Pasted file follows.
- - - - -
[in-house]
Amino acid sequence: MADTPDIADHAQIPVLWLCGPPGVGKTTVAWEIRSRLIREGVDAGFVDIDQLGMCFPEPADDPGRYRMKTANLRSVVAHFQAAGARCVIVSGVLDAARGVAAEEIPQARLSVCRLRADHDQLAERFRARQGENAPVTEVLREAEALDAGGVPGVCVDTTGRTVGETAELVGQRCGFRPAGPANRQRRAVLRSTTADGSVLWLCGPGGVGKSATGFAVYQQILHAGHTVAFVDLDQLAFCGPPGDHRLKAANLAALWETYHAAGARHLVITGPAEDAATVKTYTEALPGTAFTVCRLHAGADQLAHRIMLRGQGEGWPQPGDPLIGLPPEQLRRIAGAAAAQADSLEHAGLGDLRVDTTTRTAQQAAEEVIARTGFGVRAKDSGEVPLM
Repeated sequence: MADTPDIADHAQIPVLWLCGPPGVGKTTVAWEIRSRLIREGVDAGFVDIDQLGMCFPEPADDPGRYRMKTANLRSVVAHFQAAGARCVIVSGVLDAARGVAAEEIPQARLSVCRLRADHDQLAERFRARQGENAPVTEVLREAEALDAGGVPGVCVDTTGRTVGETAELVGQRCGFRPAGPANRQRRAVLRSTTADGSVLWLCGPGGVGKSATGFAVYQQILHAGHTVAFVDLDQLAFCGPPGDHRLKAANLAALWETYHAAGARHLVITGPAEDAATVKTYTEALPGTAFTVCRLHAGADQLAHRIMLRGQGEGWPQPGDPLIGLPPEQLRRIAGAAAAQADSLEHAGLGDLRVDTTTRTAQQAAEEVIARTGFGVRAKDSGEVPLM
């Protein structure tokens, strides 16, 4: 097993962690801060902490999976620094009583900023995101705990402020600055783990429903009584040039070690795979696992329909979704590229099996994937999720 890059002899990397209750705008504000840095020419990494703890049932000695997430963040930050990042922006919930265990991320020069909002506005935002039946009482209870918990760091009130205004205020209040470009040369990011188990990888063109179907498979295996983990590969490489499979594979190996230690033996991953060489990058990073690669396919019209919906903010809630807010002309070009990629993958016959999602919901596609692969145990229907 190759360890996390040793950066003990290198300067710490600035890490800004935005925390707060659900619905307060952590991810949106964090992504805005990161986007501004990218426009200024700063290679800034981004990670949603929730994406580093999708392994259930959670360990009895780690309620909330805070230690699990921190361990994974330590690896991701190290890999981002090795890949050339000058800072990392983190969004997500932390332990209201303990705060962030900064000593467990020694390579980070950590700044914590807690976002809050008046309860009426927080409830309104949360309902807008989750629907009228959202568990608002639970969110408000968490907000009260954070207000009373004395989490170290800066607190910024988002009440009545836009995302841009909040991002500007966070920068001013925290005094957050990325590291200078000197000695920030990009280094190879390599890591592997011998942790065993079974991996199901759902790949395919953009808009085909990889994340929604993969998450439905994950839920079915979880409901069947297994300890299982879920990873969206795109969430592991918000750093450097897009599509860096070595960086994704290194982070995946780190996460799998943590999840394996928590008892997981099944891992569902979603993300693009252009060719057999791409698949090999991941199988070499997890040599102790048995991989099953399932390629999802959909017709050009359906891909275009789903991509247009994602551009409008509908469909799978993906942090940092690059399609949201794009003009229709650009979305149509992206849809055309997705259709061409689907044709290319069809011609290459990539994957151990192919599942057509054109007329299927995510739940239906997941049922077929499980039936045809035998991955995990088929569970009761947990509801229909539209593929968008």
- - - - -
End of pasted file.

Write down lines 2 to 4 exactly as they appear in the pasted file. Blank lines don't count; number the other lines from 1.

Amino acid sequence: MADTPDIADHAQIPVLWLCGPPGVGKTTVAWEIRSRLIREGVDAGFVDIDQLGMCFPEPADDPGRYRMKTANLRSVVAHFQAAGARCVIVSGVLDAARGVAAEEIPQARLSVCRLRADHDQLAERFRARQGENAPVTEVLREAEALDAGGVPGVCVDTTGRTVGETAELVGQRCGFRPAGPANRQRRAVLRSTTADGSVLWLCGPGGVGKSATGFAVYQQILHAGHTVAFVDLDQLAFCGPPGDHRLKAANLAALWETYHAAGARHLVITGPAEDAATVKTYTEALPGTAFTVCRLHAGADQLAHRIMLRGQGEGWPQPGDPLIGLPPEQLRRIAGAAAAQADSLEHAGLGDLRVDTTTRTAQQAAEEVIARTGFGVRAKDSGEVPLM
Repeated sequence: MADTPDIADHAQIPVLWLCGPPGVGKTTVAWEIRSRLIREGVDAGFVDIDQLGMCFPEPADDPGRYRMKTANLRSVVAHFQAAGARCVIVSGVLDAARGVAAEEIPQARLSVCRLRADHDQLAERFRARQGENAPVTEVLREAEALDAGGVPGVCVDTTGRTVGETAELVGQRCGFRPAGPANRQRRAVLRSTTADGSVLWLCGPGGVGKSATGFAVYQQILHAGHTVAFVDLDQLAFCGPPGDHRLKAANLAALWETYHAAGARHLVITGPAEDAATVKTYTEALPGTAFTVCRLHAGADQLAHRIMLRGQGEGWPQPGDPLIGLPPEQLRRIAGAAAAQADSLEHAGLGDLRVDTTTRTAQQAAEEVIARTGFGVRAKDSGEVPLM
């Protein structure tokens, strides 16, 4: 097993962690801060902490999976620094009583900023995101705990402020600055783990429903009584040039070690795979696992329909979704590229099996994937999720 890059002899990397209750705008504000840095020419990494703890049932000695997430963040930050990042922006919930265990991320020069909002506005935002039946009482209870918990760091009130205004205020209040470009040369990011188990990888063109179907498979295996983990590969490489499979594979190996230690033996991953060489990058990073690669396919019209919906903010809630807010002309070009990629993958016959999602919901596609692969145990229907 190759360890996390040793950066003990290198300067710490600035890490800004935005925390707060659900619905307060952590991810949106964090992504805005990161986007501004990218426009200024700063290679800034981004990670949603929730994406580093999708392994259930959670360990009895780690309620909330805070230690699990921190361990994974330590690896991701190290890999981002090795890949050339000058800072990392983190969004997500932390332990209201303990705060962030900064000593467990020694390579980070950590700044914590807690976002809050008046309860009426927080409830309104949360309902807008989750629907009228959202568990608002639970969110408000968490907000009260954070207000009373004395989490170290800066607190910024988002009440009545836009995302841009909040991002500007966070920068001013925290005094957050990325590291200078000197000695920030990009280094190879390599890591592997011998942790065993079974991996199901759902790949395919953009808009085909990889994340929604993969998450439905994950839920079915979880409901069947297994300890299982879920990873969206795109969430592991918000750093450097897009599509860096070595960086994704290194982070995946780190996460799998943590999840394996928590008892997981099944891992569902979603993300693009252009060719057999791409698949090999991941199988070499997890040599102790048995991989099953399932390629999802959909017709050009359906891909275009789903991509247009994602551009409008509908469909799978993906942090940092690059399609949201794009003009229709650009979305149509992206849809055309997705259709061409689907044709290319069809011609290459990539994957151990192919599942057509054109007329299927995510739940239906997941049922077929499980039936045809035998991955995990088929569970009761947990509801229909539209593929968008």